- you choose the $ amount others have to pay you to use your technology (covered in the patent)
- others can just pay you that amount and use it (you cannot decline)
- you have to pay 1% of that amount per year to the authorities or lose your patent

That's the basic idea. You could maybe extend it with things like changing the amount, or limiting the timespan during which the people can use your patent after they pay etc.

It wouldn't harm the honest users - the big pharma could easily pay a couple hundred thousand per patent, the small inventor could easily pay 100 bucks per year and get some money back (because under current laws it's practically impossible for an individual to enforce his patent). And the trolls that have tens of thousands of trash patents on their portfolios would fold.

Unfortunately there would probably be much less litigation going on so the lawyers will lob aggressively against any attempt to introduce such a system.

Comment: TLDR (Score 5, Interesting) 139

by wienerschnizzel (#47222505) Attached to: Why United States Patent Reform Has Stalled
Here's the meat part:

"This was entirely done by the pharmaceutical industry and the trial lawyers."

...

Pharmaceutical and biotech firms are often plaintiffs in patent disputes and haven't been hit hard by troll lawsuits.

...

Many law firms working in traditional plaintiffs' areas like personal injury or securities class actions have added patent work as other sources have dried up.

Fucking. Lawyers.

Comment: Re:Business class is a misnomer (Score 5, Insightful) 146

by wienerschnizzel (#46756469) Attached to: How Amazon Keeps Cutting AWS Prices: Cheapskate Culture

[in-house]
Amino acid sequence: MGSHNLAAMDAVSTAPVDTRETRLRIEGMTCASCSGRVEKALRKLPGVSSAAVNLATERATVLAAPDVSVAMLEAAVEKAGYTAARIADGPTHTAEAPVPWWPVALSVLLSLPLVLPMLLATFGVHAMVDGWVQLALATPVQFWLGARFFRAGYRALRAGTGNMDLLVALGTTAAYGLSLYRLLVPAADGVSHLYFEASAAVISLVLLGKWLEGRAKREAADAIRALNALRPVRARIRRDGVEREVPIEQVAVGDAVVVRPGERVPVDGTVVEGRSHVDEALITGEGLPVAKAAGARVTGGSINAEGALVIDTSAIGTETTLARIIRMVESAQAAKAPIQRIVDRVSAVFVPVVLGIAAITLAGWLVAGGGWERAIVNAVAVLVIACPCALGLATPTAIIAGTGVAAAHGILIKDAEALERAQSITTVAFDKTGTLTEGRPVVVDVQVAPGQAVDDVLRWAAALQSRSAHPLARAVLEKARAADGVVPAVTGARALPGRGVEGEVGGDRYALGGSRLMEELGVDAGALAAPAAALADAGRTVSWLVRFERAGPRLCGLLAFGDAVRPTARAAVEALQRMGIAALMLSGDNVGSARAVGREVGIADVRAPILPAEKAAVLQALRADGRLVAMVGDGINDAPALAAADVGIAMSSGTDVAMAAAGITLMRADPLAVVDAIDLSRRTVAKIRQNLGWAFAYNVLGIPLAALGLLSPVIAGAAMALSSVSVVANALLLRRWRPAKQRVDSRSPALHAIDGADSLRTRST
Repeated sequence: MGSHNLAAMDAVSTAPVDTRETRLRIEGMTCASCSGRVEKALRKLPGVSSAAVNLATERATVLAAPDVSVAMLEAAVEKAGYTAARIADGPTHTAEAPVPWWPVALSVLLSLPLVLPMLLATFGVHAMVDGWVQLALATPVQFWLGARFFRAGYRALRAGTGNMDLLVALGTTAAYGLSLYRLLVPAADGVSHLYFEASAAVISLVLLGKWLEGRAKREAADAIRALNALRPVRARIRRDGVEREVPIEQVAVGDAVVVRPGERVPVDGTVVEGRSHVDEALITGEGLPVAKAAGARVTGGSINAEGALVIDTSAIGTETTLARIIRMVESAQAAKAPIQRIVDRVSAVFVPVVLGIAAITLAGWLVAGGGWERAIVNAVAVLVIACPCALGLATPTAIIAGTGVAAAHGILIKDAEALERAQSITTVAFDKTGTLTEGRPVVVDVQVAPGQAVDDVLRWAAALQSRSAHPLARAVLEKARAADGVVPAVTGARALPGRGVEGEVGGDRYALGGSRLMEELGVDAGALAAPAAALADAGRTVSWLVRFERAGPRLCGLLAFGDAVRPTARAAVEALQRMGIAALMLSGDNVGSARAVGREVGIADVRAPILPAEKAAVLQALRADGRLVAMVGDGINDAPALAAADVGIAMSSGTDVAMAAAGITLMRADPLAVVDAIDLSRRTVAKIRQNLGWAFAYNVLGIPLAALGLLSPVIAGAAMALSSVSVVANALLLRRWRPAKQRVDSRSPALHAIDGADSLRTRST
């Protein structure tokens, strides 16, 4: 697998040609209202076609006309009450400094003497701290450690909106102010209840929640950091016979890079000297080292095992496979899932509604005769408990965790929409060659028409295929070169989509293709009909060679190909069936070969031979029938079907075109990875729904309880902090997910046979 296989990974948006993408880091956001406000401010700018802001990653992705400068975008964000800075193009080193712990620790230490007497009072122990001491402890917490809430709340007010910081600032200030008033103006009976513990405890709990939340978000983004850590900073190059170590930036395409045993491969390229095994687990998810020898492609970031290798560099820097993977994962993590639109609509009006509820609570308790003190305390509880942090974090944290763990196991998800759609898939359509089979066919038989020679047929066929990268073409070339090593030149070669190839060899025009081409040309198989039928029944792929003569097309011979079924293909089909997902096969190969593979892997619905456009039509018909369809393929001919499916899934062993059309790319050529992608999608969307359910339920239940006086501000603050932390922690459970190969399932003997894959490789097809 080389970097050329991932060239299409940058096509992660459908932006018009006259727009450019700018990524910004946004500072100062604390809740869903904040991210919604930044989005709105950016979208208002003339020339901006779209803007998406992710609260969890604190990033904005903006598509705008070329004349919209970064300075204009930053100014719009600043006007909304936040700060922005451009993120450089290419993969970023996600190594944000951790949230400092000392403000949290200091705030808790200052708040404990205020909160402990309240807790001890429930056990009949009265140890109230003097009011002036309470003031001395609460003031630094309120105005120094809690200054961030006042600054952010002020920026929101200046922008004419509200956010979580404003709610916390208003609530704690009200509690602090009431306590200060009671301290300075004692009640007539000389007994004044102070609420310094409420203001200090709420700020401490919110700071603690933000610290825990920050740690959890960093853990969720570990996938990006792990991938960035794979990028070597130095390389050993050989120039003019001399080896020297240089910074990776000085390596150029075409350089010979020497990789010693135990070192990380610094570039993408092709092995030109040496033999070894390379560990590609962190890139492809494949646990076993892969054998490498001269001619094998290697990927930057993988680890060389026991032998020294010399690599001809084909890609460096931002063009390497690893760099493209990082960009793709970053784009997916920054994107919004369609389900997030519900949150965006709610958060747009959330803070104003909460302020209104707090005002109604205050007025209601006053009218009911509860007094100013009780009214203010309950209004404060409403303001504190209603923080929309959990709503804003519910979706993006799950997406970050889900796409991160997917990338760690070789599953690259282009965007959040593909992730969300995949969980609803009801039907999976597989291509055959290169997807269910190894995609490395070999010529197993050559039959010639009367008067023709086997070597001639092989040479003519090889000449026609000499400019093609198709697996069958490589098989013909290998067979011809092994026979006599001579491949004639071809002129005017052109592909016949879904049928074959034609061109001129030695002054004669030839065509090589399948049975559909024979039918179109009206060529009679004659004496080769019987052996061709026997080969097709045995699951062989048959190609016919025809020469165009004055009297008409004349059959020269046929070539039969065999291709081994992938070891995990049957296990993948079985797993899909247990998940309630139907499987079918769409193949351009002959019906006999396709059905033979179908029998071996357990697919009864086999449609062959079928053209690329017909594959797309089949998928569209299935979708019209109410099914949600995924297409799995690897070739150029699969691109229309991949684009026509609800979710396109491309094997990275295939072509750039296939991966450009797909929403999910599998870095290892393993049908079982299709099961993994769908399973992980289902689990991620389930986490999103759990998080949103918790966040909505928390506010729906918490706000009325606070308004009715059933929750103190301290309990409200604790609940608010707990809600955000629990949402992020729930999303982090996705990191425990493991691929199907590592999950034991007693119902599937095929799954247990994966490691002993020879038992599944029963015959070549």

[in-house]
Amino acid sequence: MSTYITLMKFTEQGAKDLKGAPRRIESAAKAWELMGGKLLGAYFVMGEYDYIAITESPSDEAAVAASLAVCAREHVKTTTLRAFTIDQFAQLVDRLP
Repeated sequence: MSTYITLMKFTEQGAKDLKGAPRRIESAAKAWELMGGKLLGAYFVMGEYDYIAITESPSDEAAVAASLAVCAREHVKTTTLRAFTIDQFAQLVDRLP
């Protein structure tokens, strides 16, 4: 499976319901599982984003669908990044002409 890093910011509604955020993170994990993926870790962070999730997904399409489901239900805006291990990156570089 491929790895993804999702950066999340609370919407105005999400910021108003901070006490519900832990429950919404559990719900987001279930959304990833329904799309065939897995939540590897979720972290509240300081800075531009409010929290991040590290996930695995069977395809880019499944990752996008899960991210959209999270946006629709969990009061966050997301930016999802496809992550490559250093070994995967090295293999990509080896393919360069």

You're stil going to get to the same place at the same time as the other passengers.

Not in the same shape though.

It might not impact you much if you are going to one conference, but if you fly to multiple destinations within a week, it will build up. Your back/joint pain, stress level, lack of sleep will show. It might mean that you will save 5k on the boarding passes of your exec but then pay millions for the bad decision she makes.

Comment: Re:I'm not entirely sure how it merited a patent i (Score 1) 408

by wienerschnizzel (#46691741) Attached to: Apple: Dumb As a Patent Trolling Fox On iPhone Prior Art?

And just as you show someone is guilty by showing that they committed each and every element of a crime

You went overboard with this statement.

You don't show each and every element of a crime to get a conviction. There's means, motive and opportunity. Often proving just two of those can get a guilty verdict.

Comment: Re:correlation does not prove causation (Score 1) 137

by wienerschnizzel (#46659023) Attached to: Study: Exposure To Morning Sunlight Helps Managing Weight
No. If they measured correlation between exposure to light and *reduction* of BMI, I wouldn't mind, but as it is, interpreting that statement that way is some snake oil salesman level of dishonesty (why not say "Weight can influence the amount of exposure to the sunlight people get"?).

Comment: Re:correlation does not prove causation (Score 1) 137

by wienerschnizzel (#46658861) Attached to: Study: Exposure To Morning Sunlight Helps Managing Weight

You are wrong in this case. If they just wanted to determine the correlation, they shouldn't have put the following statement in their abstract:

Exposure to moderate levels of light at biologically appropriate times can influence weight, independent of sleep timing and duration.

That's way beyond saying 'there's a correlation'

You can do more with a kind word and a gun than with just a kind word. - Al Capone